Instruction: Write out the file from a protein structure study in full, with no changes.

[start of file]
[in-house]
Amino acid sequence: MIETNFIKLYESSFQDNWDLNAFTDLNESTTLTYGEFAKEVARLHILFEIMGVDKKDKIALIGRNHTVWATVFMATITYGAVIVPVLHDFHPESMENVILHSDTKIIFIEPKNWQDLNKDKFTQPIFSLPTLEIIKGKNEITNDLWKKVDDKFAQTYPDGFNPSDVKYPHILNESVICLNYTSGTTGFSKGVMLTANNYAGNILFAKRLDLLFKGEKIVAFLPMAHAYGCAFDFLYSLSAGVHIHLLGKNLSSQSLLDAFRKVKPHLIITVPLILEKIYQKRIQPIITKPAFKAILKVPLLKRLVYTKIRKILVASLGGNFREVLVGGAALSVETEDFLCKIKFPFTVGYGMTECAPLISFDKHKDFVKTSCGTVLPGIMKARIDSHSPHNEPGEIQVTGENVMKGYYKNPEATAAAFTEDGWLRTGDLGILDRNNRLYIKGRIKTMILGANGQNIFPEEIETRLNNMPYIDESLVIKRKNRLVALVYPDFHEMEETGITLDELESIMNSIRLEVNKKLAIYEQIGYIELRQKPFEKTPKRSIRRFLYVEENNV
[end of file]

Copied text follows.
[in-house]
Amino acid sequence: MIETNFIKLYESSFQDNWDLNAFTDLNESTTLTYGEFAKEVARLHILFEIMGVDKKDKIALIGRNHTVWATVFMATITYGAVIVPVLHDFHPESMENVILHSDTKIIFIEPKNWQDLNKDKFTQPIFSLPTLEIIKGKNEITNDLWKKVDDKFAQTYPDGFNPSDVKYPHILNESVICLNYTSGTTGFSKGVMLTANNYAGNILFAKRLDLLFKGEKIVAFLPMAHAYGCAFDFLYSLSAGVHIHLLGKNLSSQSLLDAFRKVKPHLIITVPLILEKIYQKRIQPIITKPAFKAILKVPLLKRLVYTKIRKILVASLGGNFREVLVGGAALSVETEDFLCKIKFPFTVGYGMTECAPLISFDKHKDFVKTSCGTVLPGIMKARIDSHSPHNEPGEIQVTGENVMKGYYKNPEATAAAFTEDGWLRTGDLGILDRNNRLYIKGRIKTMILGANGQNIFPEEIETRLNNMPYIDESLVIKRKNRLVALVYPDFHEMEETGITLDELESIMNSIRLEVNKKLAIYEQIGYIELRQKPFEKTPKRSIRRFLYVEENNV